Carver Theatre

1295 Jonesboro Road SE,
Atlanta, GA 30315

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StanMalone on March 20, 2024 at 2:07 pm

This location was still open in March 1964. An article from the March 16, 1964 edition of the Atlanta Journal reports that the Atlanta Civic Council has “requested” that the Bailey company, operators of the Carver, in effect clean up its act in regards to the “unfit conditions at the Carver Theater.” The Council specifically requested a renovation of the theater, the booking of a better class of films, a wage scale for theater employees, and the hiring of a full time maid.

At a meeting with community leaders the day before (March 15), the unfortunately named Mack Grimes, the GM of the Bailey Circuit, promised that he would “….begin an immediate renovation of the theater, discuss the quality of the bookings with representatives of the Council, institute a wage scale for employees, and hire a full time maid.” Well, that was easy enough, so much so that you have to wonder if he just said “yes” to get these people off his back. Can’t blame the community for wanting a nice, well kept up and run place to watch a good film. Still, you have to wonder if anything was done at all and if perhaps this might not have been the beginning of the end. Legally the days of segregation were over and while there was still a lot of it in practice things were starting to evolve to the point that the customers of the Bailey chain could access better run and booked entertainment in previously all white theaters. Without its captive audience the chain would have had a hard time competing without upping its game.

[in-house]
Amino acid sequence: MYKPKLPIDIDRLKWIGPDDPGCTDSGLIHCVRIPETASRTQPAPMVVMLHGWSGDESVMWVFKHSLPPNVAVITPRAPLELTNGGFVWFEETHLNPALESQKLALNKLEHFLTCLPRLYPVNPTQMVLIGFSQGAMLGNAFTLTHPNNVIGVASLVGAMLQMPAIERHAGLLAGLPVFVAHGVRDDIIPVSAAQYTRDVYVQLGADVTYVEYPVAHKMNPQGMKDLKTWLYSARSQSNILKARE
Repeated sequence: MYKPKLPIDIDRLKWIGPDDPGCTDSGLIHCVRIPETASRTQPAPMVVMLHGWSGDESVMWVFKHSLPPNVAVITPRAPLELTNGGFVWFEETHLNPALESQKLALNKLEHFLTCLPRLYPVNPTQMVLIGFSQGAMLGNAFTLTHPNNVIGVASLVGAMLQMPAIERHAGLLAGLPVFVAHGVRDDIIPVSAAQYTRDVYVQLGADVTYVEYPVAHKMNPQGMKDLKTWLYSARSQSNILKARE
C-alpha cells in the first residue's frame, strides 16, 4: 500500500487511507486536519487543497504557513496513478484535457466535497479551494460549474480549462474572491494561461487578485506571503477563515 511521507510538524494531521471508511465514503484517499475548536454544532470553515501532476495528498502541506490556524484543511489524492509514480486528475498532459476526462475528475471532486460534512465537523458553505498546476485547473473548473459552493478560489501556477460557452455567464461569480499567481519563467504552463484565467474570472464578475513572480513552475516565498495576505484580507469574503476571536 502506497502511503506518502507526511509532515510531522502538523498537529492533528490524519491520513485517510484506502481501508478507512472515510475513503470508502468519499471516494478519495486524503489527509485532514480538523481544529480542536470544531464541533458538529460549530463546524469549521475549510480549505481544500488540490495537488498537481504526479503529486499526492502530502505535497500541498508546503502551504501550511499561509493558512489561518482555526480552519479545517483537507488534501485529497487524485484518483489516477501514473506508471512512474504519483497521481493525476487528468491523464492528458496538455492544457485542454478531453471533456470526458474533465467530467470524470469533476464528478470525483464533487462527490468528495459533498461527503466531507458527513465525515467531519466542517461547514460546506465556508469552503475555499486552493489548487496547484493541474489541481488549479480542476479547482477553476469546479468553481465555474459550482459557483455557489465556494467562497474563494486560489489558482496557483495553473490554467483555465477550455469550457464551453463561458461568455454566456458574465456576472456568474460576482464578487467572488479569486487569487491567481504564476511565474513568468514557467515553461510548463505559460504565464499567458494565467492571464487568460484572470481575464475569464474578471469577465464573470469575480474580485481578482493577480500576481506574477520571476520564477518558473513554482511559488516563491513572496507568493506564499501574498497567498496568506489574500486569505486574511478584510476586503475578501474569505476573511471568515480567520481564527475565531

The Atlanta Civic Council was not a government entity but a civic association made up of citizens in different areas of the city. This push for a clean up of the Carver Theater came from the Thomasville Civic Club which was a chapter of the Council.

southatlantagirl on April 23, 2012 at 2:21 pm

The address wrong – should be 1297 Jonesboro Road, Atlanta, GA. It sits in the historic South Atlanta Neighborhood and once served as the heartbeat of the community. Elderly residents here still share stories of the theater. Great stories.